The question is that which one is correct and why, one sentence is " she is a lot of fun to be with." another one is "she has a lot of fun to be with."
"she is a lot of fun to be with " is the correct one
A mistake I hear English speakers make is "It was so fun," instead of saying "It was so much fun," as if the word 'fun' is an adjective, instead of a noun.
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A mistake I hear English speakers make is "It was so fun," instead of saying "It was so much fun," as if the word 'fun' is an adjective, instead of a noun.

?? At least in my dialect, which is close to General American, "fun" is both an adjective and a noun (and, rarely, even a verb), and "It was so fun" is perfectly grammatical.

Jim Heckman
Sorry, Jim. When I hear that, it sounds like a wrong note played on a piano. I grimace when I hear it and I would NEVER teach it. The only way I'd use it as an adjective: It was a fun evening. Americans - I notice on TV - are destroying the language. For example, I keep hearing "There's a lot of things I like." Eeuuww!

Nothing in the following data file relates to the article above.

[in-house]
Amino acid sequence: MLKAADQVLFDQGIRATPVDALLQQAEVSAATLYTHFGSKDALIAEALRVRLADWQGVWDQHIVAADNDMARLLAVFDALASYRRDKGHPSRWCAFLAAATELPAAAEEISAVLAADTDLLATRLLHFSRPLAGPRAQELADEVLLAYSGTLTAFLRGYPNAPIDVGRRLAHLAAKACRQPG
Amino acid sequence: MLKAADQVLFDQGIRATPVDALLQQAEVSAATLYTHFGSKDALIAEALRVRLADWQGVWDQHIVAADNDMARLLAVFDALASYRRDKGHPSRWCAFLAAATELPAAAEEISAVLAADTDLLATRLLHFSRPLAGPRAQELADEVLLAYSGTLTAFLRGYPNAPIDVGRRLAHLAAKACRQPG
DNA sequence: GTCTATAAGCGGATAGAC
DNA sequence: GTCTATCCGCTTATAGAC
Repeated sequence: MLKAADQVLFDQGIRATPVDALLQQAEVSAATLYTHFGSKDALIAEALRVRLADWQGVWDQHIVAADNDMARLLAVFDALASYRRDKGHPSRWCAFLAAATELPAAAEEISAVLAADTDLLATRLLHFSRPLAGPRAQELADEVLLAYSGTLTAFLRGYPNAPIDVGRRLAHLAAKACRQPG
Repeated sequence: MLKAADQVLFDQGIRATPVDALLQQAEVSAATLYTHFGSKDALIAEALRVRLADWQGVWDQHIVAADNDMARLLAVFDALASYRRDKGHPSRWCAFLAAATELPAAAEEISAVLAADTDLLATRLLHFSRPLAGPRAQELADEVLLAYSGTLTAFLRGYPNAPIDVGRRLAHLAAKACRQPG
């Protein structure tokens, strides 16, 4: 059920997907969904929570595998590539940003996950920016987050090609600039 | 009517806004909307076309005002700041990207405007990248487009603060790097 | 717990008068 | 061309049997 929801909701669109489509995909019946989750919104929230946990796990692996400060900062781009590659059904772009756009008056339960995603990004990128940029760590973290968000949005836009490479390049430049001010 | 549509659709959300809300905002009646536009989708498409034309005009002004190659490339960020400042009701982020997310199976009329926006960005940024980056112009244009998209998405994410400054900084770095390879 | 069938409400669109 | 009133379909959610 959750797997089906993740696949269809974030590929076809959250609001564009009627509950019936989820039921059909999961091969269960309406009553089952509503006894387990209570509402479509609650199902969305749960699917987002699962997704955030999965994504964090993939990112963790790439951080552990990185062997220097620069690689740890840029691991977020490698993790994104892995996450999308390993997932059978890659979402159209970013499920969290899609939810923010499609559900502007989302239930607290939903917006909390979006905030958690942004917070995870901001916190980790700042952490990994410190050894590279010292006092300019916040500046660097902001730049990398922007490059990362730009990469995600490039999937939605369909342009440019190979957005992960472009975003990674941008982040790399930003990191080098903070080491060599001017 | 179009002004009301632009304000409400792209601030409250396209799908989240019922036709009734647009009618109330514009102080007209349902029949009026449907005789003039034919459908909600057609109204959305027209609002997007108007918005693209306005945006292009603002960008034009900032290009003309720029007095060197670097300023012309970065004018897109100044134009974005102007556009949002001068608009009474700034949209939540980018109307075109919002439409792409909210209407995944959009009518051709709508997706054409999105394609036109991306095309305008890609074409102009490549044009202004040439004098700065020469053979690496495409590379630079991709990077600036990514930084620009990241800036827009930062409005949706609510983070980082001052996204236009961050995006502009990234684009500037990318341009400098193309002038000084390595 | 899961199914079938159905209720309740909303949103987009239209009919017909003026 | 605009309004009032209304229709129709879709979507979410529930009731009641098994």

I heard "extremely capable" today. This doesn't happen often, but it did bother me a little. Capable, to me, is a finate state. Either one is or one is not capable. Once that state is exceeded, one is still merely capable.
Am I wrong to let this bother me?
BTW, I've been speaking English my whole life and fun is indeed an adjective. Just because a usage is informal does not make it incorrect. Languages do, in fact, evolve and new words are added to the dictionaries every year. Dialects, I would argue, are unique even within specific households. To argue against that is to argue that you're the best cat-herder there ever was.
"I was just funning you," however colloquial, has a distinct meaning within it's dialect and to those who speak and understand it. So, it can be a verb as well.
Certainly you wouldn't want to teach it to those learning English as a second language, however, it is no less correct.
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